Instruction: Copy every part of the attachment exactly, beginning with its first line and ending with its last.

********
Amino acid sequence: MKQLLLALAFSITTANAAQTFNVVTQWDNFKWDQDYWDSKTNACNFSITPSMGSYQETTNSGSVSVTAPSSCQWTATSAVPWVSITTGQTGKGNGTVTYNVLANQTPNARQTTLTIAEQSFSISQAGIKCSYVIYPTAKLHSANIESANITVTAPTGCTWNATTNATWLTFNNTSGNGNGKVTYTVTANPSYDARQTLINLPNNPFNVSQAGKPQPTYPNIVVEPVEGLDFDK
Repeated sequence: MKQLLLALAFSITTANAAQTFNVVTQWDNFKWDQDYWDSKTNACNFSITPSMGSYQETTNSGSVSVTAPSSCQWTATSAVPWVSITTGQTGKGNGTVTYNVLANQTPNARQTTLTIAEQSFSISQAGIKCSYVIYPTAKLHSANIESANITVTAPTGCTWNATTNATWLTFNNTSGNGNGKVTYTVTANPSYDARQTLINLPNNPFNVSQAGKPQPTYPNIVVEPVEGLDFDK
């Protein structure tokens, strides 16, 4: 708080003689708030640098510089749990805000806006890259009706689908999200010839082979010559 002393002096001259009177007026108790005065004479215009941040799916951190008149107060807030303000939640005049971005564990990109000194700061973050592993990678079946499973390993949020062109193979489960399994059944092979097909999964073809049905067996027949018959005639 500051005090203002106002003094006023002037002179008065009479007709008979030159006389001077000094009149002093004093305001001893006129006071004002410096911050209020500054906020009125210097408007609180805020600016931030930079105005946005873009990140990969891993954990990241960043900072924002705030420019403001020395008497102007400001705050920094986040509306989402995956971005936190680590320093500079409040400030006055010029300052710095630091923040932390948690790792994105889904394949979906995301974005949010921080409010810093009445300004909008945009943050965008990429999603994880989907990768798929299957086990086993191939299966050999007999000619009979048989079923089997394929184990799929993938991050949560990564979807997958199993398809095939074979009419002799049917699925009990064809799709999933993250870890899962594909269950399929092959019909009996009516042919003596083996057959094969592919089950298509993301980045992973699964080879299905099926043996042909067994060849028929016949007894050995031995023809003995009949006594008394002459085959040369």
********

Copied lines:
Amino acid sequence: MKQLLLALAFSITTANAAQTFNVVTQWDNFKWDQDYWDSKTNACNFSITPSMGSYQETTNSGSVSVTAPSSCQWTATSAVPWVSITTGQTGKGNGTVTYNVLANQTPNARQTTLTIAEQSFSISQAGIKCSYVIYPTAKLHSANIESANITVTAPTGCTWNATTNATWLTFNNTSGNGNGKVTYTVTANPSYDARQTLINLPNNPFNVSQAGKPQPTYPNIVVEPVEGLDFDK
Repeated sequence: MKQLLLALAFSITTANAAQTFNVVTQWDNFKWDQDYWDSKTNACNFSITPSMGSYQETTNSGSVSVTAPSSCQWTATSAVPWVSITTGQTGKGNGTVTYNVLANQTPNARQTTLTIAEQSFSISQAGIKCSYVIYPTAKLHSANIESANITVTAPTGCTWNATTNATWLTFNNTSGNGNGKVTYTVTANPSYDARQTLINLPNNPFNVSQAGKPQPTYPNIVVEPVEGLDFDK
């Protein structure tokens, strides 16, 4: 708080003689708030640098510089749990805000806006890259009706689908999200010839082979010559 002393002096001259009177007026108790005065004479215009941040799916951190008149107060807030303000939640005049971005564990990109000194700061973050592993990678079946499973390993949020062109193979489960399994059944092979097909999964073809049905067996027949018959005639 500051005090203002106002003094006023002037002179008065009479007709008979030159006389001077000094009149002093004093305001001893006129006071004002410096911050209020500054906020009125210097408007609180805020600016931030930079105005946005873009990140990969891993954990990241960043900072924002705030420019403001020395008497102007400001705050920094986040509306989402995956971005936190680590320093500079409040400030006055010029300052710095630091923040932390948690790792994105889904394949979906995301974005949010921080409010810093009445300004909008945009943050965008990429999603994880989907990768798929299957086990086993191939299966050999007999000619009979048989079923089997394929184990799929993938991050949560990564979807997958199993398809095939074979009419002799049917699925009990064809799709999933993250870890899962594909269950399929092959019909009996009516042919003596083996057959094969592919089950298509993301980045992973699964080879299905099926043996042909067994060849028929016949007894050995031995023809003995009949006594008394002459085959040369």